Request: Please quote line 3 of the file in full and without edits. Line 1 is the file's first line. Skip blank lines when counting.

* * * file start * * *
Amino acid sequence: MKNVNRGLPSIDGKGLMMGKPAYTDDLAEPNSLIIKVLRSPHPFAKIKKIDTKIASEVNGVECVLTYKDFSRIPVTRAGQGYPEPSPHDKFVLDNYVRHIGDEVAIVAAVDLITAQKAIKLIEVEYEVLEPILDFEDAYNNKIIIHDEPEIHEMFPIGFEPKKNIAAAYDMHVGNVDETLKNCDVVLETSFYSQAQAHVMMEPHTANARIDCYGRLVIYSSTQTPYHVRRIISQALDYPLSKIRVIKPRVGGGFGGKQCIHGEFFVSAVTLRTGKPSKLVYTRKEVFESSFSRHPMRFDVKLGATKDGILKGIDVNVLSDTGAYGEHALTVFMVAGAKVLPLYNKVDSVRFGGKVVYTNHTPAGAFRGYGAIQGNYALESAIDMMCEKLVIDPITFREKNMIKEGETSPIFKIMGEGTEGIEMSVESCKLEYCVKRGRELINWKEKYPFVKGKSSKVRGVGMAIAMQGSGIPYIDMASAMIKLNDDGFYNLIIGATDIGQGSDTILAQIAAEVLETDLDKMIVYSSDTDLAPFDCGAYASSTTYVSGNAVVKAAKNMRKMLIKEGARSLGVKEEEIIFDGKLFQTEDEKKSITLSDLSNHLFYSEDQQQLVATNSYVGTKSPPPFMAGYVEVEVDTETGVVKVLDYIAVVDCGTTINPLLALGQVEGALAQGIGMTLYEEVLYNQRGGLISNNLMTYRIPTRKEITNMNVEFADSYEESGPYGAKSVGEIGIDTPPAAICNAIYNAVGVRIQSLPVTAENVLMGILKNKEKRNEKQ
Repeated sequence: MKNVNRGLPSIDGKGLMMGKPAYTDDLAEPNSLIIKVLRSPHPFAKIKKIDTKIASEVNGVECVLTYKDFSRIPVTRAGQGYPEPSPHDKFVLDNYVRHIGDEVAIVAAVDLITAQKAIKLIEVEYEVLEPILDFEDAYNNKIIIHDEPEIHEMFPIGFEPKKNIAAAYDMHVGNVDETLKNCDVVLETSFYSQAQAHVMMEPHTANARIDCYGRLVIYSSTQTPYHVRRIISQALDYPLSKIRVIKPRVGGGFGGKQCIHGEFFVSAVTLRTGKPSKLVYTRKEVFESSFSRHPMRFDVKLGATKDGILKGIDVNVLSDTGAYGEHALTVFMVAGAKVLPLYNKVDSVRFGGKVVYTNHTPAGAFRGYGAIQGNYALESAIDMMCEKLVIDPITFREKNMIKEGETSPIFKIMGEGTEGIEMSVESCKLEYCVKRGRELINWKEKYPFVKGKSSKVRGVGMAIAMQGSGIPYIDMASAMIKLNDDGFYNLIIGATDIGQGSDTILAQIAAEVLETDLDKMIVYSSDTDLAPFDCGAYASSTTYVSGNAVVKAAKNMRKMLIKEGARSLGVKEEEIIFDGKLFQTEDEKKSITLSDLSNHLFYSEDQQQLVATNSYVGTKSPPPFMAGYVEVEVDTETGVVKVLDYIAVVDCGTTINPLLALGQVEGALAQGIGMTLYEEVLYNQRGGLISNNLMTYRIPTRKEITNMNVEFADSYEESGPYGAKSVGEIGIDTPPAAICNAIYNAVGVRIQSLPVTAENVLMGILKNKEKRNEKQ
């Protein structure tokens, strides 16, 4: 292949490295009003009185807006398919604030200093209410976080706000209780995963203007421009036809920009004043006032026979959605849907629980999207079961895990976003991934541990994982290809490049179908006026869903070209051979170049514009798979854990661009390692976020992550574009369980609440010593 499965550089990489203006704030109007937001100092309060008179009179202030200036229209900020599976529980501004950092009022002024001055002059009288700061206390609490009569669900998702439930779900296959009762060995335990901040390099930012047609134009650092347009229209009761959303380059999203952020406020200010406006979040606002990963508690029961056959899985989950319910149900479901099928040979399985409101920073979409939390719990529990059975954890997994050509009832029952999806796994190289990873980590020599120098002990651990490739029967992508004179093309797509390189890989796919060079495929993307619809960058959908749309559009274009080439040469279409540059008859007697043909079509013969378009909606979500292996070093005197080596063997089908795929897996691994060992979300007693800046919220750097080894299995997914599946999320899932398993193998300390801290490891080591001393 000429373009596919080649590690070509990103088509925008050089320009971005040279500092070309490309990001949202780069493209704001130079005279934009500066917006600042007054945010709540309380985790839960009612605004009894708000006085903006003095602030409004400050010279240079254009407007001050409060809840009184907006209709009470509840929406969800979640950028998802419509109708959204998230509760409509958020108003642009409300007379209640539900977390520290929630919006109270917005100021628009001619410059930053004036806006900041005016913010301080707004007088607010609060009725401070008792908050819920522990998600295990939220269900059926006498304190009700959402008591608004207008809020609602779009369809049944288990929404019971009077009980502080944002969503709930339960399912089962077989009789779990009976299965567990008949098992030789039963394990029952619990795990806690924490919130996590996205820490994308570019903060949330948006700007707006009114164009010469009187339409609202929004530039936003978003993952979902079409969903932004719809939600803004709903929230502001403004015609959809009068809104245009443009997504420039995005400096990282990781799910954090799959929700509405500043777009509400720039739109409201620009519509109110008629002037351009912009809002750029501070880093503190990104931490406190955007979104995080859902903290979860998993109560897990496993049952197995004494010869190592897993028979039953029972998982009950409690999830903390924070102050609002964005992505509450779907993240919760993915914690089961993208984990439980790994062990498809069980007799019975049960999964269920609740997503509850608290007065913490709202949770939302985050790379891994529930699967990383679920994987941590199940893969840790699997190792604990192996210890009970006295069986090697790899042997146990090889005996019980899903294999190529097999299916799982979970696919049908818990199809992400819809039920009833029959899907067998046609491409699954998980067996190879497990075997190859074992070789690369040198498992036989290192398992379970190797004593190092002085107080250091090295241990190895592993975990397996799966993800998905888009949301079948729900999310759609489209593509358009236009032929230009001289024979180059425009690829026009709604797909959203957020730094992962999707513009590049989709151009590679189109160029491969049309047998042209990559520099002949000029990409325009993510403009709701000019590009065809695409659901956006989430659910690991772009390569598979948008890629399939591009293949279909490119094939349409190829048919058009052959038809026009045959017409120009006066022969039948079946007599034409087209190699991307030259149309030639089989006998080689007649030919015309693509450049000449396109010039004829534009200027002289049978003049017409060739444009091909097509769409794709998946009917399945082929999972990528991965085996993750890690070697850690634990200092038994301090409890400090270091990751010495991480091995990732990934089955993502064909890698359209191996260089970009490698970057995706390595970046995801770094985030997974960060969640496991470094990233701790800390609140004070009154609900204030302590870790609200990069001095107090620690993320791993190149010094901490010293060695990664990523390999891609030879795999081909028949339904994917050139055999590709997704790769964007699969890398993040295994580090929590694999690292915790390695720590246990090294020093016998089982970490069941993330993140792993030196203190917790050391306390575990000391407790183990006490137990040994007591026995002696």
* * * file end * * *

């Protein structure tokens, strides 16, 4: 292949490295009003009185807006398919604030200093209410976080706000209780995963203007421009036809920009004043006032026979959605849907629980999207079961895990976003991934541990994982290809490049179908006026869903070209051979170049514009798979854990661009390692976020992550574009369980609440010593 499965550089990489203006704030109007937001100092309060008179009179202030200036229209900020599976529980501004950092009022002024001055002059009288700061206390609490009569669900998702439930779900296959009762060995335990901040390099930012047609134009650092347009229209009761959303380059999203952020406020200010406006979040606002990963508690029961056959899985989950319910149900479901099928040979399985409101920073979409939390719990529990059975954890997994050509009832029952999806796994190289990873980590020599120098002990651990490739029967992508004179093309797509390189890989796919060079495929993307619809960058959908749309559009274009080439040469279409540059008859007697043909079509013969378009909606979500292996070093005197080596063997089908795929897996691994060992979300007693800046919220750097080894299995997914599946999320899932398993193998300390801290490891080591001393 000429373009596919080649590690070509990103088509925008050089320009971005040279500092070309490309990001949202780069493209704001130079005279934009500066917006600042007054945010709540309380985790839960009612605004009894708000006085903006003095602030409004400050010279240079254009407007001050409060809840009184907006209709009470509840929406969800979640950028998802419509109708959204998230509760409509958020108003642009409300007379209640539900977390520290929630919006109270917005100021628009001619410059930053004036806006900041005016913010301080707004007088607010609060009725401070008792908050819920522990998600295990939220269900059926006498304190009700959402008591608004207008809020609602779009369809049944288990929404019971009077009980502080944002969503709930339960399912089962077989009789779990009976299965567990008949098992030789039963394990029952619990795990806690924490919130996590996205820490994308570019903060949330948006700007707006009114164009010469009187339409609202929004530039936003978003993952979902079409969903932004719809939600803004709903929230502001403004015609959809009068809104245009443009997504420039995005400096990282990781799910954090799959929700509405500043777009509400720039739109409201620009519509109110008629002037351009912009809002750029501070880093503190990104931490406190955007979104995080859902903290979860998993109560897990496993049952197995004494010869190592897993028979039953029972998982009950409690999830903390924070102050609002964005992505509450779907993240919760993915914690089961993208984990439980790994062990498809069980007799019975049960999964269920609740997503509850608290007065913490709202949770939302985050790379891994529930699967990383679920994987941590199940893969840790699997190792604990192996210890009970006295069986090697790899042997146990090889005996019980899903294999190529097999299916799982979970696919049908818990199809992400819809039920009833029959899907067998046609491409699954998980067996190879497990075997190859074992070789690369040198498992036989290192398992379970190797004593190092002085107080250091090295241990190895592993975990397996799966993800998905888009949301079948729900999310759609489209593509358009236009032929230009001289024979180059425009690829026009709604797909959203957020730094992962999707513009590049989709151009590679189109160029491969049309047998042209990559520099002949000029990409325009993510403009709701000019590009065809695409659901956006989430659910690991772009390569598979948008890629399939591009293949279909490119094939349409190829048919058009052959038809026009045959017409120009006066022969039948079946007599034409087209190699991307030259149309030639089989006998080689007649030919015309693509450049000449396109010039004829534009200027002289049978003049017409060739444009091909097509769409794709998946009917399945082929999972990528991965085996993750890690070697850690634990200092038994301090409890400090270091990751010495991480091995990732990934089955993502064909890698359209191996260089970009490698970057995706390595970046995801770094985030997974960060969640496991470094990233701790800390609140004070009154609900204030302590870790609200990069001095107090620690993320791993190149010094901490010293060695990664990523390999891609030879795999081909028949339904994917050139055999590709997704790769964007699969890398993040295994580090929590694999690292915790390695720590246990090294020093016998089982970490069941993330993140792993030196203190917790050391306390575990000391407790183990006490137990040994007591026995002696």